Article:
In a 2011 lecture at Iowa State University, Prof. Thomas Sinclair (North Carolina State) concluded from models and projections of yields of maize that maximum US corn yields would be in the neighborhood of 254 bushels per acre, that is, 16 metric tons per hectare.
Between 2009 and 2012 the national average corn yield has been 123 to 165 bushels per acre, about half Sinclair’s maximum of 254. Because Sinclair was speaking of maximum and the US Department of Agriculture reported actual yields for the vast US crop, the excess of Sinclair’s maximum over an actual average is not surprising and shows the opportunity for agronomist scientists is considerable.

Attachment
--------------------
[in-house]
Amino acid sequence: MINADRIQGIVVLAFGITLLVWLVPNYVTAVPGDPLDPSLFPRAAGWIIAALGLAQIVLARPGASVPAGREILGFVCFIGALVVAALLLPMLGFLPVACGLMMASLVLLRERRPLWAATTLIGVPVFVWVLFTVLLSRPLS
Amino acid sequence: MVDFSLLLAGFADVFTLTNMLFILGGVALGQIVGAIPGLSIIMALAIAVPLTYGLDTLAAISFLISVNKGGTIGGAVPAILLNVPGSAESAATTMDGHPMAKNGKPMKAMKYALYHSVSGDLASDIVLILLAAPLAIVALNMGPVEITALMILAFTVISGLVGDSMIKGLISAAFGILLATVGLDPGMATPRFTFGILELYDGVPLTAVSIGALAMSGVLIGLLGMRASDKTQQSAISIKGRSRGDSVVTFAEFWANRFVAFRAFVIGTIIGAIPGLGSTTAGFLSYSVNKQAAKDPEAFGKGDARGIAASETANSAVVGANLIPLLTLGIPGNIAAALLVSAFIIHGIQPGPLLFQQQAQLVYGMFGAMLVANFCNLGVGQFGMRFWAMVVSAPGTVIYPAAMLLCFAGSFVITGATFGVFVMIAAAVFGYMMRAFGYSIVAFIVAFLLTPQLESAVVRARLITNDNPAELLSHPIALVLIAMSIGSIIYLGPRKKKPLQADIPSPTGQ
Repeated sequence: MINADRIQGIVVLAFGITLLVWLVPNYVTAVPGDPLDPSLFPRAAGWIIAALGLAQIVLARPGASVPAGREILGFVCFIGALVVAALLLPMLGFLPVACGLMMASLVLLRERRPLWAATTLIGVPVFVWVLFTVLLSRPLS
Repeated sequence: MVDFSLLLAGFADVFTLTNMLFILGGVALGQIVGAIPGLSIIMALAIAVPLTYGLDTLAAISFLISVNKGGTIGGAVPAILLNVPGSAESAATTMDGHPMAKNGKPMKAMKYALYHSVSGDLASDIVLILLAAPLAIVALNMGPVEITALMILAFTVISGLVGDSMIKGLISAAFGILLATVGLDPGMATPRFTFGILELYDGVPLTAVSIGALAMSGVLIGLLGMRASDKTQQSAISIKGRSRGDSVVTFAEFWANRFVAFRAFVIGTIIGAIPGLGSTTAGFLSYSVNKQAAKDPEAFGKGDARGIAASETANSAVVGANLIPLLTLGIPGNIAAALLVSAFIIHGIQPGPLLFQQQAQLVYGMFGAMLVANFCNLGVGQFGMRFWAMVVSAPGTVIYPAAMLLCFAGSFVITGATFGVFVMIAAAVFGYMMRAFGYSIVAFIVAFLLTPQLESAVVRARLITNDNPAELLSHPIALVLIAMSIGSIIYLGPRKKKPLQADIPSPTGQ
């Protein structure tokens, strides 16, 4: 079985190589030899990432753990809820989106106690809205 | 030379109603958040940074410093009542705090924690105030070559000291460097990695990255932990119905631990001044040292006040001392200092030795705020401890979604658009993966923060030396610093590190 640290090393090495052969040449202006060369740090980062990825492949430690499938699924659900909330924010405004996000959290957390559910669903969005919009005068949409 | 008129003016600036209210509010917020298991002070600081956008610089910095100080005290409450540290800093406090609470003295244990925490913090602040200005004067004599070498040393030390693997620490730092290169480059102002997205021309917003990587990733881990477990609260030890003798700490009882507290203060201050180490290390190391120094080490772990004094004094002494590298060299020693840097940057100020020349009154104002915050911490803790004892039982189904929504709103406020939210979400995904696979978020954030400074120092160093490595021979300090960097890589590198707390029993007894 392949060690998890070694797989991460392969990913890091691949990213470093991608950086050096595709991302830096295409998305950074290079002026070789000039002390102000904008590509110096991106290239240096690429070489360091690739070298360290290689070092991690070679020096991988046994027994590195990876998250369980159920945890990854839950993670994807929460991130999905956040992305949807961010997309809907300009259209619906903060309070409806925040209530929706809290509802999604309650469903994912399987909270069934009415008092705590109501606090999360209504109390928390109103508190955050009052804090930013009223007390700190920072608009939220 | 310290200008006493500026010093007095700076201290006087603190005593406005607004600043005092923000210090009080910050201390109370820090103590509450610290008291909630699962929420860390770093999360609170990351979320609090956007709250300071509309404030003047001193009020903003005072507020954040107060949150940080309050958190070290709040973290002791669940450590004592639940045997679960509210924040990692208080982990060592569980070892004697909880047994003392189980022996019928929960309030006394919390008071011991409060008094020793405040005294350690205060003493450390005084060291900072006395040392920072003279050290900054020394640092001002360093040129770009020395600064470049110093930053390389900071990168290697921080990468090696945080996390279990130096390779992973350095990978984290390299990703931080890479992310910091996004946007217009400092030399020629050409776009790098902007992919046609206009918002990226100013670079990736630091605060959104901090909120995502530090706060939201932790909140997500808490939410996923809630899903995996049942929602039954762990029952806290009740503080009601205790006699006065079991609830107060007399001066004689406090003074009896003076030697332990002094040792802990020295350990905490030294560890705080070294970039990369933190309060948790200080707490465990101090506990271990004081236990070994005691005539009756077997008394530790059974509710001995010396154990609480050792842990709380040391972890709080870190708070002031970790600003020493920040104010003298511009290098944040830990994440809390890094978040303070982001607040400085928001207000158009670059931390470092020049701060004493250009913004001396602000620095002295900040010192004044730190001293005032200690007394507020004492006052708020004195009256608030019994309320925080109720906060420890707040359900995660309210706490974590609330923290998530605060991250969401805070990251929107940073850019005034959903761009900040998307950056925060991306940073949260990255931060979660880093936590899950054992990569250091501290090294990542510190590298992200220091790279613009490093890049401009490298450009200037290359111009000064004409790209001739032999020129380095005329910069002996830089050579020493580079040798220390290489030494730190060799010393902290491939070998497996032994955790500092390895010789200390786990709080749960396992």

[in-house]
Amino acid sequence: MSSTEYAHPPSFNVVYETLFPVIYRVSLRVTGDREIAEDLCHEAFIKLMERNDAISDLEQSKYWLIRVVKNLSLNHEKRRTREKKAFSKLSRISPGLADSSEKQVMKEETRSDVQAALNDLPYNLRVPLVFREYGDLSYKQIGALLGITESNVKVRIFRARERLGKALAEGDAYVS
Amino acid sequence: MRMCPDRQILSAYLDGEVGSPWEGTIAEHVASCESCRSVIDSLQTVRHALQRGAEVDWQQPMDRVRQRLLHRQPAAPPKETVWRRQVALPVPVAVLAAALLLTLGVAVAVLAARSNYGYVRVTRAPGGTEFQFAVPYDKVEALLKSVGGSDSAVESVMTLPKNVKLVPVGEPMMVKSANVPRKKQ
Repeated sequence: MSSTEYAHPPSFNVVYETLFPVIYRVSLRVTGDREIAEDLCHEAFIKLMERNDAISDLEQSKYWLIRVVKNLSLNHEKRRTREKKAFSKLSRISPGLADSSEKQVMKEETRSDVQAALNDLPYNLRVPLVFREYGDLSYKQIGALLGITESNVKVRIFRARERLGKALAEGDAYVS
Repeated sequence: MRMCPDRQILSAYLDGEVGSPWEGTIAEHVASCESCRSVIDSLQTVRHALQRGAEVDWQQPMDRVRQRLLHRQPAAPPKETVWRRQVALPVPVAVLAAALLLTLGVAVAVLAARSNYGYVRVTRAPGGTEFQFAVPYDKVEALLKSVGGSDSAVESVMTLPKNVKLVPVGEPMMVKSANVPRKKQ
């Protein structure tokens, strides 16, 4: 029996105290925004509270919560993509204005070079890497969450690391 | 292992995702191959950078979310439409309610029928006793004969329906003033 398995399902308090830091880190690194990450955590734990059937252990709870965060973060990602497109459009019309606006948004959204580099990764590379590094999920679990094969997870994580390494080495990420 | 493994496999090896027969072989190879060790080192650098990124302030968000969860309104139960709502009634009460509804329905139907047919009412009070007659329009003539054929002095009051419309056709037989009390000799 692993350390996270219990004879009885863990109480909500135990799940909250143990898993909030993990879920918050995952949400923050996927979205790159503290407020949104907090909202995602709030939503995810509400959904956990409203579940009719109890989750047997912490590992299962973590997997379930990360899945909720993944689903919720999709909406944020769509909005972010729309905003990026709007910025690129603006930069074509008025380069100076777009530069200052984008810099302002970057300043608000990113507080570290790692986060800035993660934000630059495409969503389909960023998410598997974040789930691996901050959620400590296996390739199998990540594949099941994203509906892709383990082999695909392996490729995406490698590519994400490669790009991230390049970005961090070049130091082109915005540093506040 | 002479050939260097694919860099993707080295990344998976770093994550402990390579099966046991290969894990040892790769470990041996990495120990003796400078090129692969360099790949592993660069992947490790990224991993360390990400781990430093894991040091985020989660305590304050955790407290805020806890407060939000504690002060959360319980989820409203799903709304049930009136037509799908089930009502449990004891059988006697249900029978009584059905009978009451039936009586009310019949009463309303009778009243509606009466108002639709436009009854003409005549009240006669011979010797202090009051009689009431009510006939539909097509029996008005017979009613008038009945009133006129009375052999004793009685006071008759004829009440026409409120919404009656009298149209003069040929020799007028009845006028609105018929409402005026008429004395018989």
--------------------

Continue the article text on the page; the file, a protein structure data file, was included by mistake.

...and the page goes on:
Fortunately other reports, these of actual experience, show an even greater opportunity than that between Sinclair’s projected maximum and averages over the entire USA.
For 50 years the National Corn Growers Association has conducted a national contest, and in 2014 the NCGA reported seven participants beat 400 bushels per acre. One participant, Randy Dowdy of Valdosta, Georgia produced 503.
Thus, actual yields of corn show that farmers and suppliers have plenty of room to raise the US average yield from about 150 bushels per acre toward a maximum of 503.
And that performance that professors conclude impossible in theory can happen in practice.